Is Google’s Knol an attack on Wikipedia or Could it hurt Smaller Publishers like bloggers more?
So today Google finally opened up and launched Launched Knol (it’s been coming for a while) a place where people can publish ‘authoritative articles about specific topics’. It’s like Wikipedia in that articles can be edited by others – but changes need to be approved by the authors of the articles. Articles can be monetized in a revenue share arrangement where Google and the authors share income derived from articles.
My Three initial reactions to Knol
Google Competing with it’s Partners
My mind goes back to sitting in the offices of Google in Sydney where in a presentation by a Google staff member (a fairly highly ranked one) I heard him say that Google was not in the content business and didn’t ever want to compete with their publishers sites. He said that they were in the business of organizing the world’s information and not creating it. There was a murmur in the room at the time and a few raised eyebrows because we’d been hearing about these kinds of new products emerging from Google where they not only organize information but host it on their own properties. It’s a fine line – increasingly so with Knol.
Back in 2006 Google CEO Eric Schmidt was famously quoted as saying that Google was not a media company – “But that doesn’t make us a media company. We don’t do our own content. We get you to someone else’s content faster.”
There’s a lot of talk going around the blogosphere today about how Knol is a Wikipedia killer – but I wonder whether it could ‘kill’ (or perhaps maim would be more appropriate) a few smaller publishers before they really hurt Wikipedia.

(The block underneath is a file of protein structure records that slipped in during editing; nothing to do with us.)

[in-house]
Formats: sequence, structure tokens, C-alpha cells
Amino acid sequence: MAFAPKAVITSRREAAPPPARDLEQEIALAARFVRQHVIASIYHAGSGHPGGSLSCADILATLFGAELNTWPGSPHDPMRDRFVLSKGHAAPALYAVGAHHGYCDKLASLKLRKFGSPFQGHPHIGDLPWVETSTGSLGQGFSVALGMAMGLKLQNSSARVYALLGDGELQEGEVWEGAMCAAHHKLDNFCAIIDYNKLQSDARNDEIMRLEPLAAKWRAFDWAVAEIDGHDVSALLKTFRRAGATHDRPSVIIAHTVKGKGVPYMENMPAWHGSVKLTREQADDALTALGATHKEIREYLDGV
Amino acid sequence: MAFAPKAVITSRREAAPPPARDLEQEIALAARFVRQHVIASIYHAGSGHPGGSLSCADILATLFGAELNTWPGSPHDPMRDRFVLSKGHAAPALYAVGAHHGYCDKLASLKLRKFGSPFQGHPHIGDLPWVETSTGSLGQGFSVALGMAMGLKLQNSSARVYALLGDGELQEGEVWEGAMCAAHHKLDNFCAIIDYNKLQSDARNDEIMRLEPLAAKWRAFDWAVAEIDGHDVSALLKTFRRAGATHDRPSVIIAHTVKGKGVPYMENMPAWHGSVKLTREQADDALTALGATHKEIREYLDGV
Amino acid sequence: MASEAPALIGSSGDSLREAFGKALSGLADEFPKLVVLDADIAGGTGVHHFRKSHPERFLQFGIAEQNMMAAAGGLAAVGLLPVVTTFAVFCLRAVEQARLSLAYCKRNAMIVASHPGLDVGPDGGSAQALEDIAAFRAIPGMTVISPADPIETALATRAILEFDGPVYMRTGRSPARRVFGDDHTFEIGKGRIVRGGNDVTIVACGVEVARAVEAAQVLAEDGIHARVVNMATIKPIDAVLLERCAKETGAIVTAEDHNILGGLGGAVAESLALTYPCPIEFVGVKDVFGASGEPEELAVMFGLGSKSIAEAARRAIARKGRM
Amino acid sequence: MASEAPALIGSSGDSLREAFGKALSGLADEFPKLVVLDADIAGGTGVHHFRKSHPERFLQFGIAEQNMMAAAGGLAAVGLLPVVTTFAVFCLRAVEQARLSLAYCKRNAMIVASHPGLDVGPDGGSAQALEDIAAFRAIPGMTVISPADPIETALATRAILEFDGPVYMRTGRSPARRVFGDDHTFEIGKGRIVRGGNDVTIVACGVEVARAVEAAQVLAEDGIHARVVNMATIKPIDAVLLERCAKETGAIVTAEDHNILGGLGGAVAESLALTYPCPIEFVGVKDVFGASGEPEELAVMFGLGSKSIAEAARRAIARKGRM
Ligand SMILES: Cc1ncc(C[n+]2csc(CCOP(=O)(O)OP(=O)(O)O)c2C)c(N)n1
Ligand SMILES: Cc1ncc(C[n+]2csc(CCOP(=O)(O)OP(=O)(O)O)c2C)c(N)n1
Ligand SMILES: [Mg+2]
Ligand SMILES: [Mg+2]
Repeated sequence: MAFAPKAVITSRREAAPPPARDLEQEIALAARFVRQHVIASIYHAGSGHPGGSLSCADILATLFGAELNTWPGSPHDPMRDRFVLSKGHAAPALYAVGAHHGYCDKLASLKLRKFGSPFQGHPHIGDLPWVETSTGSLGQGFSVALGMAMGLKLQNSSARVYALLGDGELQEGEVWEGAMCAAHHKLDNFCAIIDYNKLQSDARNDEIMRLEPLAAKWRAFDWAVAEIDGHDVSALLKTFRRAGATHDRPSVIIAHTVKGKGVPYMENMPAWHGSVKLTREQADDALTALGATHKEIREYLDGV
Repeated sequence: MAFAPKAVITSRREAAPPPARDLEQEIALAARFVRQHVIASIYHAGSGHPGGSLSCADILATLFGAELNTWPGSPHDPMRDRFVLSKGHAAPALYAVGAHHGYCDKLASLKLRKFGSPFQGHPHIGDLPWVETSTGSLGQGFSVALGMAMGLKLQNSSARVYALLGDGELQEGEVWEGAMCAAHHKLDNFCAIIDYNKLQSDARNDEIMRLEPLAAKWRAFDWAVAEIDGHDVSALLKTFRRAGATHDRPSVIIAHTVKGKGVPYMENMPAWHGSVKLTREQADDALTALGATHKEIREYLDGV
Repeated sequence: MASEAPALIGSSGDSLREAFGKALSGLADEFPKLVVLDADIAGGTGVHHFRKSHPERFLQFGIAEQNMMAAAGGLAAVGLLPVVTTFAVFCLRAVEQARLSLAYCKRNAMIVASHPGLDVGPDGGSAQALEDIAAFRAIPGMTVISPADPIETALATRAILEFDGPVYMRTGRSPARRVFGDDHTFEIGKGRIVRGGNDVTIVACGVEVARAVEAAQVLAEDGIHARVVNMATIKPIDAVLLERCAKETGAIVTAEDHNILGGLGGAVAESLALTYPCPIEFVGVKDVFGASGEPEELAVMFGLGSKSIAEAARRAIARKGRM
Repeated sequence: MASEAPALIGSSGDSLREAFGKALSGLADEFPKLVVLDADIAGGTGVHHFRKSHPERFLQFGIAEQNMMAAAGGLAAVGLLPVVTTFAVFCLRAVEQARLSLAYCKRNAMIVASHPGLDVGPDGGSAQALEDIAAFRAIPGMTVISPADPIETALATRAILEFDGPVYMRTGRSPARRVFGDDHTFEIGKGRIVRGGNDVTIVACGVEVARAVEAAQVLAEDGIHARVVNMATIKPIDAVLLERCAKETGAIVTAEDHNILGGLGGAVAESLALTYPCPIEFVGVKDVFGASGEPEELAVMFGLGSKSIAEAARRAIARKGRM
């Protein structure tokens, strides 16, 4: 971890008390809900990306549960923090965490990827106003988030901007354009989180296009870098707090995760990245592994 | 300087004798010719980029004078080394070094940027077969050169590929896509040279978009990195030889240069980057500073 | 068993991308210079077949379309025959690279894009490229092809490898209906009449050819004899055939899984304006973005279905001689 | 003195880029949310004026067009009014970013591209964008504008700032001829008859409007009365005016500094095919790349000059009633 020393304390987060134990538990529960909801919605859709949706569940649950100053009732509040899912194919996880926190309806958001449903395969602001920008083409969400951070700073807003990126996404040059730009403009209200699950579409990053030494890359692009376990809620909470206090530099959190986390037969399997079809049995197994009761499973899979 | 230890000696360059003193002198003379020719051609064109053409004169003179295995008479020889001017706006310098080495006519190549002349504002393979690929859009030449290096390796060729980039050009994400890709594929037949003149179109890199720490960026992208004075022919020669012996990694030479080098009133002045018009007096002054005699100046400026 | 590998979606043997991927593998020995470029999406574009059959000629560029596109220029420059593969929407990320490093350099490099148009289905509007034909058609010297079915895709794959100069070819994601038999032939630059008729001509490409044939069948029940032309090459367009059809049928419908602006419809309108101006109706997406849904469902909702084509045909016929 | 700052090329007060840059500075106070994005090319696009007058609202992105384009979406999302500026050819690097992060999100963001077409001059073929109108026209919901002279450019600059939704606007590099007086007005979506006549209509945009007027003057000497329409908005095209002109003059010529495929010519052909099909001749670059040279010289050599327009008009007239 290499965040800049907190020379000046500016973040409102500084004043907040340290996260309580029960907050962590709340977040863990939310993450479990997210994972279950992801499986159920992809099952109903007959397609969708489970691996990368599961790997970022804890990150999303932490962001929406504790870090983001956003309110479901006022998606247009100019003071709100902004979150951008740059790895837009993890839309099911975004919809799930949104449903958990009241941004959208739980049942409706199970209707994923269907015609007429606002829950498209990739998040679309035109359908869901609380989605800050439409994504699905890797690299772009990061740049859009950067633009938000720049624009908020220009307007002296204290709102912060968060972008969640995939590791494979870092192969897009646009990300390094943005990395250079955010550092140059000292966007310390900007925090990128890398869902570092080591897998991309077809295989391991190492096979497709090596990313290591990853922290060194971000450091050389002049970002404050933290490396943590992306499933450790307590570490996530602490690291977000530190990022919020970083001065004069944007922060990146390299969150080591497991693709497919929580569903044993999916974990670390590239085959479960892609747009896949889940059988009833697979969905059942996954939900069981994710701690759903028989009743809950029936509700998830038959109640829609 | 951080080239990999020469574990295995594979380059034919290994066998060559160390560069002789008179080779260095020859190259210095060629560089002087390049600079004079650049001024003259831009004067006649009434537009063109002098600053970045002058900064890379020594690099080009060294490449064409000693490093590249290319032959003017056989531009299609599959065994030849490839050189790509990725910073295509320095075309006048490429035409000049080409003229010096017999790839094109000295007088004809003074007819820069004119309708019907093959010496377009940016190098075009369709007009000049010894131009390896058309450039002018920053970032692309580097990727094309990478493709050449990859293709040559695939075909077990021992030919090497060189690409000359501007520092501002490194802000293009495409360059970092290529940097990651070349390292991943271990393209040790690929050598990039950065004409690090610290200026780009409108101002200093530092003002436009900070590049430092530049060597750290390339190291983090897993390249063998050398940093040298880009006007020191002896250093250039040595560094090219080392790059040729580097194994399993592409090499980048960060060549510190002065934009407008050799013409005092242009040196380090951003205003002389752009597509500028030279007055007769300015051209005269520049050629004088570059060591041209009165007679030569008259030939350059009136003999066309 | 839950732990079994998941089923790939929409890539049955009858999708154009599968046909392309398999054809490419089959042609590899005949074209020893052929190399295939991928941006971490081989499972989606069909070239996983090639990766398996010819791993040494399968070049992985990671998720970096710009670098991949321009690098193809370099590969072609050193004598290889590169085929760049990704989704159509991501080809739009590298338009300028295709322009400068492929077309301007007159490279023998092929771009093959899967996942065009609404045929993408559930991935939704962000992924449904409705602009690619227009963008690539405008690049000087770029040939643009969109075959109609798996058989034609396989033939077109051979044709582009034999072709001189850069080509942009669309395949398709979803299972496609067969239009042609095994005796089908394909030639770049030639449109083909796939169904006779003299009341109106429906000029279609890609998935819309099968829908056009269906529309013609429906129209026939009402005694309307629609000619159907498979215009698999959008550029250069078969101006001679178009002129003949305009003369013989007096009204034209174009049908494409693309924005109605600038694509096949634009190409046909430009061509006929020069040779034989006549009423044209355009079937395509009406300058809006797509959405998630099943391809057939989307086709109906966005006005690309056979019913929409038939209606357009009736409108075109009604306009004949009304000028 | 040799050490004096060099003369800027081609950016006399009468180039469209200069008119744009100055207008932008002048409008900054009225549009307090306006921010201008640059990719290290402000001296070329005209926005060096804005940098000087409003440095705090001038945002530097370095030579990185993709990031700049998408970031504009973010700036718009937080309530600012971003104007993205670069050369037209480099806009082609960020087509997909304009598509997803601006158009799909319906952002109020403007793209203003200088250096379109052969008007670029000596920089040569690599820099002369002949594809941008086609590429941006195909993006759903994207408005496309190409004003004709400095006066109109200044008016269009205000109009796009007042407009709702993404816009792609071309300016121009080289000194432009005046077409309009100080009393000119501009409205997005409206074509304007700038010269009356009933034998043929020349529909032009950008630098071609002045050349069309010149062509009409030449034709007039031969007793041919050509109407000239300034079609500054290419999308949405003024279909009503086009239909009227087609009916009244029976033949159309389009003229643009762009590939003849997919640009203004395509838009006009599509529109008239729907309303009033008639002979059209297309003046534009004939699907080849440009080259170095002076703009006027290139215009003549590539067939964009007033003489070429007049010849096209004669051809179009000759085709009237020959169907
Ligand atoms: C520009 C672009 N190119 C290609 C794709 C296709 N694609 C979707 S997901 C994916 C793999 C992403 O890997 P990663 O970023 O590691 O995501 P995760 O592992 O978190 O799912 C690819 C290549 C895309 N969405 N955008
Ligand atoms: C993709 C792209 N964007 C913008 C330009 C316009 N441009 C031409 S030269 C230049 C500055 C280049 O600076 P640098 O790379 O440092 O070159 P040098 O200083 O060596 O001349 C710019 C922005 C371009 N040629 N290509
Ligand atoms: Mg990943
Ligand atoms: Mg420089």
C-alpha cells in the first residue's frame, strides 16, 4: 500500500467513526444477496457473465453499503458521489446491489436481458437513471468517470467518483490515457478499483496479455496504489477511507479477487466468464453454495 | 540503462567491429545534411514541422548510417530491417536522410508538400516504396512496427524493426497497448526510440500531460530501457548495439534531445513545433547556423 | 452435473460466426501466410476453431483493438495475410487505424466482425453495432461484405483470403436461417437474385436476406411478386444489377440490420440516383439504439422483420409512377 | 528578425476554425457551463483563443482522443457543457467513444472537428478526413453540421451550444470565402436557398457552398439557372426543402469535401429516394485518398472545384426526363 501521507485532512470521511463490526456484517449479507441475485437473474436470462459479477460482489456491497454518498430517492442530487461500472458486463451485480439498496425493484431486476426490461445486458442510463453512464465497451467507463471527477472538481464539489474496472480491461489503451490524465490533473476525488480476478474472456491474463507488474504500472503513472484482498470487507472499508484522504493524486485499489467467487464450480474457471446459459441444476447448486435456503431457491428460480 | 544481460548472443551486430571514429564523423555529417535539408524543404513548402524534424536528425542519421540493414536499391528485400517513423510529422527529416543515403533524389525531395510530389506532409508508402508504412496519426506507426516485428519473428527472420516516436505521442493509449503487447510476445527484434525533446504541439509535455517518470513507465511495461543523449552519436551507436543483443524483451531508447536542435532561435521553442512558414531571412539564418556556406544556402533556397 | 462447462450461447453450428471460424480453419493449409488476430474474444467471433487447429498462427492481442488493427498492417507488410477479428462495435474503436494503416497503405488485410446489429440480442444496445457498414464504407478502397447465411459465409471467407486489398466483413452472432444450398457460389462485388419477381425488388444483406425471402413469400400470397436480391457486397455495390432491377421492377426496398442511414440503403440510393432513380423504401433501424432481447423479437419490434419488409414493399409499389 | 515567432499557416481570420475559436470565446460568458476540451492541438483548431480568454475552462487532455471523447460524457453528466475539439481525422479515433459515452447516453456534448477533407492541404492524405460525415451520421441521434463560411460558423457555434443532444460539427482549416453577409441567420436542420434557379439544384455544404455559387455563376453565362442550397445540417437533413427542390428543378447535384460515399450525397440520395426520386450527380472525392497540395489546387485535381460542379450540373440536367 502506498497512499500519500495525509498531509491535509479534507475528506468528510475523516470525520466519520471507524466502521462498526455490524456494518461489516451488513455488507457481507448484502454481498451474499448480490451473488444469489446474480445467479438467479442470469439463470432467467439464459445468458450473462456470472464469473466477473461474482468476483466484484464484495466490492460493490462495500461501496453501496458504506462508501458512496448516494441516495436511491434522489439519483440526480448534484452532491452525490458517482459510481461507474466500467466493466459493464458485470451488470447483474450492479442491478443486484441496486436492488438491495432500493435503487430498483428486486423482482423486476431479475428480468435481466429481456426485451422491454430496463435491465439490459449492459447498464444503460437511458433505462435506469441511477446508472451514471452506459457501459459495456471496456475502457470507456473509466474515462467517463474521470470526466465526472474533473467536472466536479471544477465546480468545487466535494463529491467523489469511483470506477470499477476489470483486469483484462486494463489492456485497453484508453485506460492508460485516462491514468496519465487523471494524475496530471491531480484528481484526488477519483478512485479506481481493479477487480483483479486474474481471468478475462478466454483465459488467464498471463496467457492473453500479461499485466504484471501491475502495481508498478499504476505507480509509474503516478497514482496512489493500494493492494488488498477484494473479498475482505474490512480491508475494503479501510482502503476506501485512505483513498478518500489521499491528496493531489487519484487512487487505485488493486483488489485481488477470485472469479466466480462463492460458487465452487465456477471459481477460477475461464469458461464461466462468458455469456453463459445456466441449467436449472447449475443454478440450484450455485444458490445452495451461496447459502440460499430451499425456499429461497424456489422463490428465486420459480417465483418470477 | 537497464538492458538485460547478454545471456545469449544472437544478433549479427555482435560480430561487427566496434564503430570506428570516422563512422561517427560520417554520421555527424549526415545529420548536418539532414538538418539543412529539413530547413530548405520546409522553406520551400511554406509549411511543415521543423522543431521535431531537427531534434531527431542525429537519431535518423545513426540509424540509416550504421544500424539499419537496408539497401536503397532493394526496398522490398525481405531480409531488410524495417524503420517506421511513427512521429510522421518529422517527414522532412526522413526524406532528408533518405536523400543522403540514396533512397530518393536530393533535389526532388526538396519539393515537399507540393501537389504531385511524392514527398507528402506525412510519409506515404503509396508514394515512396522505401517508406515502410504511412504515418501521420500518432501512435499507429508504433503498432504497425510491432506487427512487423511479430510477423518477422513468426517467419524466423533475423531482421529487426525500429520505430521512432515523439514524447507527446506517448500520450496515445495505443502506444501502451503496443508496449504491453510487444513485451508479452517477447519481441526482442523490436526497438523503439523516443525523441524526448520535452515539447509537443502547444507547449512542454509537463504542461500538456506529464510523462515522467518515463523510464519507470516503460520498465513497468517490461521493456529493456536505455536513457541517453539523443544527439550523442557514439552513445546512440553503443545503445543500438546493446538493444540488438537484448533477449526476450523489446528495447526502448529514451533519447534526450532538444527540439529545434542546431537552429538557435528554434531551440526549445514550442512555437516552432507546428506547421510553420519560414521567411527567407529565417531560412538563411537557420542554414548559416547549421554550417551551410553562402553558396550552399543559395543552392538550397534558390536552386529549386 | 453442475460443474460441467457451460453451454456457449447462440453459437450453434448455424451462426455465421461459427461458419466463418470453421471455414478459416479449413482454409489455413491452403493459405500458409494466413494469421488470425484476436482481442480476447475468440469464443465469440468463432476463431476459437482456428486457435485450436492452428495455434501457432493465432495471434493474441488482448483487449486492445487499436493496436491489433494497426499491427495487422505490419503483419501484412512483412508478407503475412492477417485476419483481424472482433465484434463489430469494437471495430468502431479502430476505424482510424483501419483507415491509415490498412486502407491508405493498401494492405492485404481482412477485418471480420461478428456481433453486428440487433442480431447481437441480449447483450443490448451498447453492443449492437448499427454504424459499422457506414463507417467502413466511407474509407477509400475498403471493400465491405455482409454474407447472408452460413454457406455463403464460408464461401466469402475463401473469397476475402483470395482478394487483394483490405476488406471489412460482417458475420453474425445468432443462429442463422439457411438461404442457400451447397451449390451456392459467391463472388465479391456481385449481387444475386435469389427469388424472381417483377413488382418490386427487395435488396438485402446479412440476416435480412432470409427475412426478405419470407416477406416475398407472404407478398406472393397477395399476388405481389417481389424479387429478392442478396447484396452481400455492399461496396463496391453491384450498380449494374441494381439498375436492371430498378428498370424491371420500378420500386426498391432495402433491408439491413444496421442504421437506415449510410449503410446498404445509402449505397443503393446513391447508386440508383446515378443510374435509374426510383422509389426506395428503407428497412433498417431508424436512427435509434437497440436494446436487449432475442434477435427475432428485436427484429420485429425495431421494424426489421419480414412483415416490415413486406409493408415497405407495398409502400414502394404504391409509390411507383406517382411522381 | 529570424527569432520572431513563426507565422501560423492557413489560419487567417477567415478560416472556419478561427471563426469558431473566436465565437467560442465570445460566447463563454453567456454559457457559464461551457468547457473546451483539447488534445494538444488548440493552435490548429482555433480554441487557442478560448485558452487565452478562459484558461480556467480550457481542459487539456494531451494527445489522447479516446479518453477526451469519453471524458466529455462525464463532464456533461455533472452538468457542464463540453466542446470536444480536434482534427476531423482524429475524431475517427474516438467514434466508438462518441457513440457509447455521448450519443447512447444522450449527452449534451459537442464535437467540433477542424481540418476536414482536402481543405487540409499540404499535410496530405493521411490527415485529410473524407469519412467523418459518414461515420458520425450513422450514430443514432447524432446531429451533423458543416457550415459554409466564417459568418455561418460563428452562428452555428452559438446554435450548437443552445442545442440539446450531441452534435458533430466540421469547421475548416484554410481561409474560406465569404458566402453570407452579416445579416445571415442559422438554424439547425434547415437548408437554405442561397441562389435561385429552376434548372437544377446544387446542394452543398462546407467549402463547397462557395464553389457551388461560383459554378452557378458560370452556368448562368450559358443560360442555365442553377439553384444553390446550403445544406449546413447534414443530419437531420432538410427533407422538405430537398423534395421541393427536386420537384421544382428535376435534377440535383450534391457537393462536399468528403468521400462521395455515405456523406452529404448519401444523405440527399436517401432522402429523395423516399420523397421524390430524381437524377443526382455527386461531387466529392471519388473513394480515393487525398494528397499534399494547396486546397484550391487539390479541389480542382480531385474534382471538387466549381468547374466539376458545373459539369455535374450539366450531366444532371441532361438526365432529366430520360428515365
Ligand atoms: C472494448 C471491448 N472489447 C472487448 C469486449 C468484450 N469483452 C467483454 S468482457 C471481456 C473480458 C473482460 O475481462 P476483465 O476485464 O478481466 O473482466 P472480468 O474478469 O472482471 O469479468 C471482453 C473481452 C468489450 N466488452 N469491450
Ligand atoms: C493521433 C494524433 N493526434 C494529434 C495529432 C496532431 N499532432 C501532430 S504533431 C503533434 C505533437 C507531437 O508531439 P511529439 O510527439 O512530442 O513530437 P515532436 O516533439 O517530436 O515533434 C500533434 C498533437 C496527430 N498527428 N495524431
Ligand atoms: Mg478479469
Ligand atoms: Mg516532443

Update: for more thoughts on this see Journalistopia.
I can only imagine how highly Knol articles are going to rank in Google’s search results in a year or two. Wikipedia makes it difficult enough for a publisher to grab the number 1 ranking for many terms in Google simply because of it’s size and the number of links pointing at it – have we just seen the launch of a product that will mean #1 and #2 positions are generally taken?
I can almost hear the blackhat community running over to Knol to see how it can be manipulated. I’m sure Google have safe guards in place – but where there’s a will there’s a way.
I’ve come across a number of people lately who have gone full time (or close to it) using Squidoo to publish articles and monetize them. They’ve build up profiles and search rankings for their Squidoo pages to the point that they’re able to generate significant incomes via advertising and affiliate revenue. I suspect we’ll see the same with Knol.
It’s going to be an interesting one to watch!
What do you think about Knol? Is it something that could help or hurt your blogging?